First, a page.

And as the Direct team has showed us, the Jupiter 332(?) with stretched corestage, uprated regen RS-68s, 5-Segment solids and a big, 2x J-2X upperstage would give you more than 130 tons to LEO. Replace the solids with optimised hydrocarbon boosters (powered by 3x uprated RD-180 or RS-84) and you'd field a genuine, 150 ton to Low Earth Orbit class booster. And as pointed out, with relatively minimal changes to Pads 39A & B.

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Offline EE Scott

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Re: EELV Solutions for VSE
« Reply #24 on: 10/28/2007 11:16 AM »
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kraisee - 28/10/2007  1:33 AM

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hyper_snyper - 28/10/2007  1:13 AM

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kraisee - 28/10/2007  12:25 AM

So, the burning question of the day:   What do we do about the thousands of people who lose their jobs at all the Centers with this solution?

Ross.

I hate to sound heartless, and I'm not advocating an RIF of this magnitude.  But wouldn't less overhead be a good thing for NASA overall?  A more cost effective architecture means more money to NASA's missions.  I know this isn't workable politically but in the end NASA isn't a jobs program.  Or then again maybe it is, I don't know.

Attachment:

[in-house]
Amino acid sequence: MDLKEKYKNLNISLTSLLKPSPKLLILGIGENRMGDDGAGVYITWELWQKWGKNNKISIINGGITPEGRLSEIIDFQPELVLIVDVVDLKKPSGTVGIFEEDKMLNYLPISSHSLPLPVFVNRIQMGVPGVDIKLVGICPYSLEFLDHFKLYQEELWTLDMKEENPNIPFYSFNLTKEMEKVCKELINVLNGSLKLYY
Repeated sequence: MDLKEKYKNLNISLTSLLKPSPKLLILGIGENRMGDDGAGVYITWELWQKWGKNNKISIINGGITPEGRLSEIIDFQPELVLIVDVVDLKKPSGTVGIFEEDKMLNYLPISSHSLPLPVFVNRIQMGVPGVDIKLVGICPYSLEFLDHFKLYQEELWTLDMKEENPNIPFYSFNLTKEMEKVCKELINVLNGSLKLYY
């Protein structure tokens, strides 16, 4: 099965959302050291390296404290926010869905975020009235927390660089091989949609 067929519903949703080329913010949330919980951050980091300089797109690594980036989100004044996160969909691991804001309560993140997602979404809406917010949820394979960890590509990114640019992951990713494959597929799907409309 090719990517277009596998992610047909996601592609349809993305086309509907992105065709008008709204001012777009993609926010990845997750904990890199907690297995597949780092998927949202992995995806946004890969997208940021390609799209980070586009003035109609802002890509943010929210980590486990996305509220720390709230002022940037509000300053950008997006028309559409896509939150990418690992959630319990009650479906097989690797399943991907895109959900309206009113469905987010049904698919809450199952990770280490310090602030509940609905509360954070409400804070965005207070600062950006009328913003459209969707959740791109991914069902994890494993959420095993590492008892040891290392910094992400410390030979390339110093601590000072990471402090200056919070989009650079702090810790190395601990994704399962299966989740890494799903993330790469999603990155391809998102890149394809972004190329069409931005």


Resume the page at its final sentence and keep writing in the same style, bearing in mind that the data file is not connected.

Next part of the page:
No.

Reducing NASA expenses only means one thing to politicians: It allows NASA's budget to be reduced by the same amount - and the cash difference to be used to fund their other pet projects instead.   NASA has *always* been treated in this fashion - does anyone here *really* think now will be any different?

In point of fact, happening this close to an election, it is even more likely to turn into a complete re-direction of NASA's mission into an LEO-only mission instead of continuing the VSE.


In the end though, all this does is put thousands of both highly & moderately trained engineers and managers (from the Contractor base mainly) out of work just at the time of significant national economic difficulties.